Global economy often leaves workers behind
By many indicators our economy is doing well. The Dow Jones Industrial Average sets near its all-time high, interest rates are still relatively low and most people’s properties are worth more than they were five years ago.
Even our boy Ben Bernanke, the chairman of the Federal Reserve whom we endorsed in November 2005 after his nomination by President Bush, sees great tidings that will result from the current US position in the global marketplace.
Or so it seemed from his remarks last week at a Federal Reserve symposium in Jackson Hole, Wyo., a speech that identified historical patterns in the world’s emerging global economic integration.
“The pace of global economic change in recent decades has been breathtaking indeed,” he said, “and the full implications of these developments for all aspects of our lives will not be known for many years.”
But, he said, like in ancient Rome, the golden age of exploration and the period after the Napoleonic Wars until WWI, governments have generally been behind the forces of globalization, lowering tariff barriers and creating treaties with trade and labor partners among other things to grease the wheels of progress.
And like in the past, he said, there will be opposition to this change.
“The resulting shifts in the structure of production impose costs on workers and business owners in some industries and thus create a constituency that opposes the process of economic integration. More broadly, increased economic interdependence may also engender opposition by stimulating social or cultural change, or by being perceived as benefiting some groups much more than others,” he said.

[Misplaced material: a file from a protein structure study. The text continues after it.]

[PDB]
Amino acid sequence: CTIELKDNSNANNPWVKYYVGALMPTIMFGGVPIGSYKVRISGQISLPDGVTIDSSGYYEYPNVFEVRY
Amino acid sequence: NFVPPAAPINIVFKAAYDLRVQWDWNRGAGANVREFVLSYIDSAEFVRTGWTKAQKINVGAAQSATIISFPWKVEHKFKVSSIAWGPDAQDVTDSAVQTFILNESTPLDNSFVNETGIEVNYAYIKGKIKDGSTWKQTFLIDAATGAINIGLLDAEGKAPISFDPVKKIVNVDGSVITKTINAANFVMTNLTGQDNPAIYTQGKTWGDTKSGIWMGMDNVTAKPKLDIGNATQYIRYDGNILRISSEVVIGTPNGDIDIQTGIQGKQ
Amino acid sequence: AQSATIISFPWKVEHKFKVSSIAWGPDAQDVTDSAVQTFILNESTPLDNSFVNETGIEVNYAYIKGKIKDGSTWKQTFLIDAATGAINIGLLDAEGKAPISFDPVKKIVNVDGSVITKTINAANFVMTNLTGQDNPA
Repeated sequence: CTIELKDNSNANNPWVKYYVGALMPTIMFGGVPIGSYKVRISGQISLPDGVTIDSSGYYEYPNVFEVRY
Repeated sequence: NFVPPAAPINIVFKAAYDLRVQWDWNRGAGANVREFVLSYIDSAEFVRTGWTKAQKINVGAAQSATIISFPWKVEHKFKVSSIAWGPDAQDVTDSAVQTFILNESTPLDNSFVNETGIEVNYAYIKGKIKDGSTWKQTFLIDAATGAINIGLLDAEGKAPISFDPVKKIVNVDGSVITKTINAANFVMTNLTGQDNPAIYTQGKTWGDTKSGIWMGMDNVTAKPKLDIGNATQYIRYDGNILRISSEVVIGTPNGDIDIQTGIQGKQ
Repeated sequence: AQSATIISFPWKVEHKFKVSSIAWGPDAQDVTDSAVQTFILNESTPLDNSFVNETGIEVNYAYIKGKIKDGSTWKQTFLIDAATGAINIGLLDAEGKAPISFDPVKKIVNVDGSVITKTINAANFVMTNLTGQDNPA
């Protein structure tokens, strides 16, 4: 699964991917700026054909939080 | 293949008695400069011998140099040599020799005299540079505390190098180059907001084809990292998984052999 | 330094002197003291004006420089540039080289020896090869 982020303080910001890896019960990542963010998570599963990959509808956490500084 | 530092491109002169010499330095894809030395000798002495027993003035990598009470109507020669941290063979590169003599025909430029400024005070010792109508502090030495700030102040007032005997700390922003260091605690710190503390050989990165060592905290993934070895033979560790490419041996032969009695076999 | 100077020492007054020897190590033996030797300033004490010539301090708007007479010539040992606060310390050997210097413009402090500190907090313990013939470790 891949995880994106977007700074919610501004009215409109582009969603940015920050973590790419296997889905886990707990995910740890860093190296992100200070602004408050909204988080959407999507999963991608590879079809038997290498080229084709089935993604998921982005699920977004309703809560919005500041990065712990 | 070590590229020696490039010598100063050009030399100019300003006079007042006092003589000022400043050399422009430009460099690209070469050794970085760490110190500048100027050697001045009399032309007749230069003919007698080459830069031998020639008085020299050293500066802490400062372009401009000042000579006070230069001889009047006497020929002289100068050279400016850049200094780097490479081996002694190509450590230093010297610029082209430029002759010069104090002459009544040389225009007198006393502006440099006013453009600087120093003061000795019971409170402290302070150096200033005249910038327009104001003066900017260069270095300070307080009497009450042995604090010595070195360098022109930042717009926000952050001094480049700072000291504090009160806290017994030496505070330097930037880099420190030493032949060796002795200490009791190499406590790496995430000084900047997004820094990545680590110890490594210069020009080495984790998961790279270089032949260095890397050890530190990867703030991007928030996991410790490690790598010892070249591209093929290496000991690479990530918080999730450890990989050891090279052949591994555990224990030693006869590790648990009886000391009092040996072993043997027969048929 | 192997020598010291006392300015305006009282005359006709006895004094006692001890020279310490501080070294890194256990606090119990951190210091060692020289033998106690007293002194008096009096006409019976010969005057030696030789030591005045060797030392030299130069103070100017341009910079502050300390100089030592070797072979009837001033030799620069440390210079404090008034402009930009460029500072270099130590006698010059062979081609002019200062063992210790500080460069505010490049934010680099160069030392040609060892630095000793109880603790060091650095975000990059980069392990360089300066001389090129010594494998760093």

Which means that everything is going according to plan: Seismic shifts in the way we do business trigger casualties, generally among people who work for a living.
It happened in the furniture industry. It’s happening with agriculture and telecommunications.
And sure, the economy has shown growth over the past five years, but not everybody’s getting her piece of the pie.
A New York Times story on Aug. 28 detailed current trends for wage earners, who earn 2 percent less in real wages than they did in 2003, and their productivity, which according to the article has risen steadily since then.
Which means that people are doing more work for less money. Sound familiar?
But Bernanke, a former waiter at South of the Border in Dillon, SC, has some sound advice for nations competing in the global marketplace.
“The challenge for policymakers is to ensure that the benefits of global economic integration are sufficiently widely shared,” he said, “[so] that a consensus for welfare-enhancing change can be obtained.”
As to whether our leaders were sufficiently up to the challenge, Bernanke did not comment.